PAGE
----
MERIDIAN, Mississippi (Reuters) - Republican presidential candidate John McCain on Monday dismissed Democrat Barack Obama’s charge that he wants a “100-year war” in Iraq and belittled Obama’s level of national security experience.
McCain began a trip down memory lane, opening a tour to places where he grew from rebellious youth to war hero and politician. He was a Navy flight instructor in Meridian and the McCain airfield is named for his grandfather.
But he quickly got himself enmeshed in the politics of the day, responding to Obama’s oft-repeated charge that McCain would leave the United States in Iraq for a century.
Obama had said earlier on Monday he did not think the charge was unfair, that McCain “has not been clear about what exactly would lead him to decide it’s time to pull out.”
McCain gave the Democrats an opening on the issue by using the 100-year description to describe how long the United States might need a presence in Iraq to help maintain regional stability.
But McCain said he was talking about something similar to the decades-old U.S. military presences in Japan, South Korea and Germany.
The Arizona senator, 71, said Obama, a senator from Illinois, “hasn’t read or doesn’t understand the history of this country,” an experience-versus-youth theme likely to play out in the months leading to the November election if Obama defeats New York Sen. Hillary Clinton for the right to face McCain.
“In all due respect, he displays a fundamental misunderstanding of history, of how we maintain national security and what we need to do in the future to maintain our security. But I understand it because he has no experience or background in any of it,” McCain told reporters on his campaign flight back to Washington.
McCain also said he was surprised by an offensive in southern Iraq by Iraqi Prime Minister Nuri al-Maliki because he had gotten no word that Maliki had consulted the Americans before launching it.
He said whether the mission can be deemed productive should be known in the next day or two. McCain expressed continuing annoyance at Iran, accusing Tehran of exporting weapons to Iraq and training Iraqi Shi’ite militias.
He said he believed Iran was still seeking to acquire the means to develop a nuclear weapon, although a recent National Intelligence Estimate had suggested otherwise.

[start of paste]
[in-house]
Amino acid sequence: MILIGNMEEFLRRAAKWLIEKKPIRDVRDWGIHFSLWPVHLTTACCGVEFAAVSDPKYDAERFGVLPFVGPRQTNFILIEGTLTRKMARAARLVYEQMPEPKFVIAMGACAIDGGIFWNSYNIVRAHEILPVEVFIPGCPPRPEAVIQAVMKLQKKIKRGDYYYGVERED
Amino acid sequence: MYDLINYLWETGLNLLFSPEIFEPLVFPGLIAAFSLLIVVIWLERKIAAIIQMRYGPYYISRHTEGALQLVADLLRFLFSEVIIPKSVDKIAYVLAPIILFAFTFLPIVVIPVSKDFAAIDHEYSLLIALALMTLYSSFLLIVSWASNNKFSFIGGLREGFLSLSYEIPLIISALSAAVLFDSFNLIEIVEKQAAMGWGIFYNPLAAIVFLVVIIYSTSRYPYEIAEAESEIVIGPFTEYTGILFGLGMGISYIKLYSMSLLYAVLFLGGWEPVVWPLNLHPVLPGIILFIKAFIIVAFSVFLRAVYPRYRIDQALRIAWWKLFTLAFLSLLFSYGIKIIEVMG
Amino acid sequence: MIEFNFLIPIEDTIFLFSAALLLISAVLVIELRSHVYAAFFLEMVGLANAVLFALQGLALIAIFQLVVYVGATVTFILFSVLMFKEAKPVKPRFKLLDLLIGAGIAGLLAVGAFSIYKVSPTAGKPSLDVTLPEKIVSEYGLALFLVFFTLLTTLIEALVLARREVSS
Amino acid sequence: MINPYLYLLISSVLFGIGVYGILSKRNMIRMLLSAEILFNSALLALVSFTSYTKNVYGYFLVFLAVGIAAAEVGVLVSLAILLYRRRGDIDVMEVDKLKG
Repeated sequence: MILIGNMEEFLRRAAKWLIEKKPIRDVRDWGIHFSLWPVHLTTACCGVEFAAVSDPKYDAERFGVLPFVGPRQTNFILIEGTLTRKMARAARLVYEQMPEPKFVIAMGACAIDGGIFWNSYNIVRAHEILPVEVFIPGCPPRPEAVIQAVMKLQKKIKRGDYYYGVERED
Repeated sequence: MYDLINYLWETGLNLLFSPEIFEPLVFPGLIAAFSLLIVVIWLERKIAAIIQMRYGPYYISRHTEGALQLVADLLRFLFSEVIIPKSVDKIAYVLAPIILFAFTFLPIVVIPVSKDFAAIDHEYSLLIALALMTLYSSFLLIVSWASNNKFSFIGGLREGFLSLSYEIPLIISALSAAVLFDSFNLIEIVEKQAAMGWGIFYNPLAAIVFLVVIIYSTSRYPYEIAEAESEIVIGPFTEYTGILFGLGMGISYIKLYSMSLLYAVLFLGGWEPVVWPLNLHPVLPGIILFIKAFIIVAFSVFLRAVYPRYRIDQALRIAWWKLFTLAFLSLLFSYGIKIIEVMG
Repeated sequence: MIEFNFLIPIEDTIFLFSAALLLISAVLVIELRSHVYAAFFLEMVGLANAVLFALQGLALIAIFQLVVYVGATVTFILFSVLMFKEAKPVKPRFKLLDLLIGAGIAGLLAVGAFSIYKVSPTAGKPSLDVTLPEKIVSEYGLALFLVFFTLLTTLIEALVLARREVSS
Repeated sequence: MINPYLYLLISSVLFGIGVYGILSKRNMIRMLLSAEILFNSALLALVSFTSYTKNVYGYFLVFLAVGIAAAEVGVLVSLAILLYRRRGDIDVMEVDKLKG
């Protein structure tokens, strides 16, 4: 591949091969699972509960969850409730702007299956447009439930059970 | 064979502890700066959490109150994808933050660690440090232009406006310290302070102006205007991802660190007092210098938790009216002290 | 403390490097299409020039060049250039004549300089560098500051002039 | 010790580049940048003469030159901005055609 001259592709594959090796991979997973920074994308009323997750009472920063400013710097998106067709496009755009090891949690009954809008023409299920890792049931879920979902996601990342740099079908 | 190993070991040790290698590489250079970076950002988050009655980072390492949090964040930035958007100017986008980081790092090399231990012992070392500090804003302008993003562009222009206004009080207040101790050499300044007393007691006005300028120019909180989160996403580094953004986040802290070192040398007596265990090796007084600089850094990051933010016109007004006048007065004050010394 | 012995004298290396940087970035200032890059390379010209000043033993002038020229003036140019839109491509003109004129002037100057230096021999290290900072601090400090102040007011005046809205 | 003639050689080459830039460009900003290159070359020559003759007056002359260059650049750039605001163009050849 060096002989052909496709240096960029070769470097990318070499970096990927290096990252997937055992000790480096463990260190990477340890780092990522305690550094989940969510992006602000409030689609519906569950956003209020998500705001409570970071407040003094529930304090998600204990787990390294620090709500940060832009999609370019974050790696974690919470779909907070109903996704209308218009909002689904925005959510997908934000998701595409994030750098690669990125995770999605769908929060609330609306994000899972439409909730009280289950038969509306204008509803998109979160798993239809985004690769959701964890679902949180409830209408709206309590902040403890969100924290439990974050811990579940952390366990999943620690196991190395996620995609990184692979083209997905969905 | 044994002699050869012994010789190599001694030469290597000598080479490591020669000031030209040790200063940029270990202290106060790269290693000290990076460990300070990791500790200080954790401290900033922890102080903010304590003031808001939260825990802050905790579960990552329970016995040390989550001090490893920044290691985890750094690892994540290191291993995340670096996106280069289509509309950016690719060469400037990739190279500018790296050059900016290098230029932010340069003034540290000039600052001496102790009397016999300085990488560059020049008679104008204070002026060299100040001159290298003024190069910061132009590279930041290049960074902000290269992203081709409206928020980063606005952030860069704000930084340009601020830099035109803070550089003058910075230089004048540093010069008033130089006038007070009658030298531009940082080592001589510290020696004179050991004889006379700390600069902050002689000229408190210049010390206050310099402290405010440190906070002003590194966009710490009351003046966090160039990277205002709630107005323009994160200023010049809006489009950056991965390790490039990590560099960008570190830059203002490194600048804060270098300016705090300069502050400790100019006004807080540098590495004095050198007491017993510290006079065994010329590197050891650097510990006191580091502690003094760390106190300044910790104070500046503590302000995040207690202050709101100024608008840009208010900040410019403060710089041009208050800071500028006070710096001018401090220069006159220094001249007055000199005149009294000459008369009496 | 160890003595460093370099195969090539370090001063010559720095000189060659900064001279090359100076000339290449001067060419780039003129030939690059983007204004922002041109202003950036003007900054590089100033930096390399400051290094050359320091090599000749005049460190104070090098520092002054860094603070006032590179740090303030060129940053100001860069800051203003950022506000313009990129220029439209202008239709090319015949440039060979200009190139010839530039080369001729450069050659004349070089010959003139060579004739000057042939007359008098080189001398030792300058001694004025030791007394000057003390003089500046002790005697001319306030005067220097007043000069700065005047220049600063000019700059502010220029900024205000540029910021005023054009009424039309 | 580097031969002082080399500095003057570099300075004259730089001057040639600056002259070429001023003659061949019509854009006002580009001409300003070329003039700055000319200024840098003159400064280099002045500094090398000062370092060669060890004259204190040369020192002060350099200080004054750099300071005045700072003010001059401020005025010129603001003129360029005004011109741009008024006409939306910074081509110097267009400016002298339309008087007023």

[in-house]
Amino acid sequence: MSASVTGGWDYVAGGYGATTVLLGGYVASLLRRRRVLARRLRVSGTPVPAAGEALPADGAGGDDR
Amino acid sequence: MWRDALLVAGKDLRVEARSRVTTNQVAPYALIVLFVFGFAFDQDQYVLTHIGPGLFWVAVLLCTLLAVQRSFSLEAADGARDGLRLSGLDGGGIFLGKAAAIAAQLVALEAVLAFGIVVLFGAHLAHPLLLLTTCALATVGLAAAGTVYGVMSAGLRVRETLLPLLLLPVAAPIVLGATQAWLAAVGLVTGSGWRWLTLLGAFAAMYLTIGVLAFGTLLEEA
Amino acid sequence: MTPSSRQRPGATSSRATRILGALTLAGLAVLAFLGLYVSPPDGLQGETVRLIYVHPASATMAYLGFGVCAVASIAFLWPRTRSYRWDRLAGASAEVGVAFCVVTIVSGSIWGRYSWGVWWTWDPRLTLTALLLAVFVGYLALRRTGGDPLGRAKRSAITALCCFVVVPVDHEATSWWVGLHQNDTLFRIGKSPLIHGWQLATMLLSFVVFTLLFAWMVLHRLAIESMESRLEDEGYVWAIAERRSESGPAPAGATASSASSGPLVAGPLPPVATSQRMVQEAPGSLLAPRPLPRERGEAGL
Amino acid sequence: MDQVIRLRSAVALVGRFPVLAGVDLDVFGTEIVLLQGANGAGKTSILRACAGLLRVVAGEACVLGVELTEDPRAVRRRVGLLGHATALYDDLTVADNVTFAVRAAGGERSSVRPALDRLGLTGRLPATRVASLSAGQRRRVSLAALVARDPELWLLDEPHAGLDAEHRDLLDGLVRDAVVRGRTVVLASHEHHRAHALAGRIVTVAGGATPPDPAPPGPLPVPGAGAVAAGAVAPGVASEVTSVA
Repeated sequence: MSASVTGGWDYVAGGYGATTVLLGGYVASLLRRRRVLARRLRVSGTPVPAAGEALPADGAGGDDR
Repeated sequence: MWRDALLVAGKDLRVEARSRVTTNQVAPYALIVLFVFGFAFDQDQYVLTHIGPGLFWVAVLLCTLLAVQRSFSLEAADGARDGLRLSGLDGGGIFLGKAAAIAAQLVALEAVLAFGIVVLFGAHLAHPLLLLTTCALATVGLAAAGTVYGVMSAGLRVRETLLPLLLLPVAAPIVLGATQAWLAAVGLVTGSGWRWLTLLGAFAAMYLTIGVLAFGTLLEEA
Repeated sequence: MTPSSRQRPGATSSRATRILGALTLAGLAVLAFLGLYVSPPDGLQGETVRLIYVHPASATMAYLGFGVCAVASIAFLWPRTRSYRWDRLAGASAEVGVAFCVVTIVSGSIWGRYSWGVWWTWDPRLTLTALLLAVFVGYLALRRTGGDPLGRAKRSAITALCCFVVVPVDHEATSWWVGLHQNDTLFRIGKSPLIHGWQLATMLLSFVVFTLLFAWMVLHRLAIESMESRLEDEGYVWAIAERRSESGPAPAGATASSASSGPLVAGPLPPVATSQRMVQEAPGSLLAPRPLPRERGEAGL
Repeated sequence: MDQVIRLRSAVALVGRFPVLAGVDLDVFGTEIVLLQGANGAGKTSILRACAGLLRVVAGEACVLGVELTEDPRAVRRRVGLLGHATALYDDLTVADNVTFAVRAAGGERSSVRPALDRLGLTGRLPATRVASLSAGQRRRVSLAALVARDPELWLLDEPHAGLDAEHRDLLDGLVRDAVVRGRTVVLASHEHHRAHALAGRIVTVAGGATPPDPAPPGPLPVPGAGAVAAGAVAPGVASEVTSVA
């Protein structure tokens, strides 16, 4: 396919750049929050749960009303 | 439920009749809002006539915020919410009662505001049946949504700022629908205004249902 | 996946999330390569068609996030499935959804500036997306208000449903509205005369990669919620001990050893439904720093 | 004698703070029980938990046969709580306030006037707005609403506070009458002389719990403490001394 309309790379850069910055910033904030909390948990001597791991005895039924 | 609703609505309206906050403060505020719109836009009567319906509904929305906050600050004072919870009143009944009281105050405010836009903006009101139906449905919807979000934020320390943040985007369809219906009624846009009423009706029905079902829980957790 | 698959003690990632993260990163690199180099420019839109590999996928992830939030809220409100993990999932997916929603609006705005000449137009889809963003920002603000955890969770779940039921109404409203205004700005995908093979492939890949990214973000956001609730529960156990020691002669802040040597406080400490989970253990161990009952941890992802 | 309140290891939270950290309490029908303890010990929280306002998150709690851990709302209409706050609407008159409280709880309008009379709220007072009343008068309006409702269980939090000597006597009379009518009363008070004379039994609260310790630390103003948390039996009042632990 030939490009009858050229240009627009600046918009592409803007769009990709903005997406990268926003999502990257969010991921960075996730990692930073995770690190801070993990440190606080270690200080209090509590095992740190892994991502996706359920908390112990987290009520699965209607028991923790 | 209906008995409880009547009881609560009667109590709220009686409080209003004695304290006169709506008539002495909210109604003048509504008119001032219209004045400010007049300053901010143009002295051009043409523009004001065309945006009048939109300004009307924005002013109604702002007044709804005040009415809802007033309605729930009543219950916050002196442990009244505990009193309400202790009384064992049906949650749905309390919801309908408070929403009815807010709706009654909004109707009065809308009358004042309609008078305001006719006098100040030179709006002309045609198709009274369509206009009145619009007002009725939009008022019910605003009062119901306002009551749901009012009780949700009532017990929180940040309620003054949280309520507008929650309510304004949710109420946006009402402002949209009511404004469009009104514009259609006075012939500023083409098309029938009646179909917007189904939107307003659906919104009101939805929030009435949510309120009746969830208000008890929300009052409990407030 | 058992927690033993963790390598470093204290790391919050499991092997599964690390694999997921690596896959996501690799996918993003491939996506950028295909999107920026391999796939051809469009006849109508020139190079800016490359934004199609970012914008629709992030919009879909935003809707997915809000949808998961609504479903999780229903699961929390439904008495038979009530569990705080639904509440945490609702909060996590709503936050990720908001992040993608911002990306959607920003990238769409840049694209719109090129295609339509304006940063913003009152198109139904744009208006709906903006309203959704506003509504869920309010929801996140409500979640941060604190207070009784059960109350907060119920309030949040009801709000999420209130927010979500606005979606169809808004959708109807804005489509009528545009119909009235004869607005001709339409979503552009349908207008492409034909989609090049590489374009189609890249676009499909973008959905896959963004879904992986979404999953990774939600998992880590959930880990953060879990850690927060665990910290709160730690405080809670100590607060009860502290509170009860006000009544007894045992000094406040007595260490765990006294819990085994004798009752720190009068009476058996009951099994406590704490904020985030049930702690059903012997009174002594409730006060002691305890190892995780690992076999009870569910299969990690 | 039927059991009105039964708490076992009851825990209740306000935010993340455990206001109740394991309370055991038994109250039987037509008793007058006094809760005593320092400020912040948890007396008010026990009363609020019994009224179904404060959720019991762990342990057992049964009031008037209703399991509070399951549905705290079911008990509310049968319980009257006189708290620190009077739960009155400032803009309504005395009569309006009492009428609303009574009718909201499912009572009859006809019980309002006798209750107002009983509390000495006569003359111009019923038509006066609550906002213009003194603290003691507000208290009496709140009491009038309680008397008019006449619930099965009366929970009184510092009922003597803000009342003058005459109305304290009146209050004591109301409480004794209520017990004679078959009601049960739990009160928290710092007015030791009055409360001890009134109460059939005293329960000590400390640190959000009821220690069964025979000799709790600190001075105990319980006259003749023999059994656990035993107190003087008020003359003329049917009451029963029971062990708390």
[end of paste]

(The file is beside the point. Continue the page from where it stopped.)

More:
MISSED ‘MINI-SKIRT’ PHASE
McCain said his past gave him a better understanding of the future, and that this is why he had embarked on a tour of places like Meridian. But he expressed some misgivings about his rebellious nature as a youth, saying young people should not do as he did, such as smoking and drinking to excess.
“Some of my behavior was very immature,” he said.
But he said, because he was a Vietnam prisoner of war for 5-1/2 years, “I regretted that the mini-skirt phase came and went while I was away.”
McCain will visit his high school outside Washington, D.C., on Tuesday and stop at the U.S. Naval Academy in Annapolis, Maryland, where he graduated near the bottom of his class. He will also go to Florida and his home state of Arizona.
While reviewing his past, McCain came face-to-face with the present, riding on his bus in Meridian with Rachel Lee, whose son, Dustin Lee, a 20-year-old Marine raised in Stonewall, Mississippi, was killed in an explosion last year in Iraq’s al-Anbar province.
McCain, a strong supporter of the U.S. troop build-up in Iraq, told Lee that the United States honored her son’s sacrifice. McCain’s wife, Cindy, wept as the woman told what happened to her son.
“We’re without words to describe how much we appreciate it. I think we are winning the war — we’ve had a problem here in the last few days, but hopefully the Anbar province will stay quiet — thanks to the Marines and Army,” McCain said.
(Editing by Patricia Zengerle)
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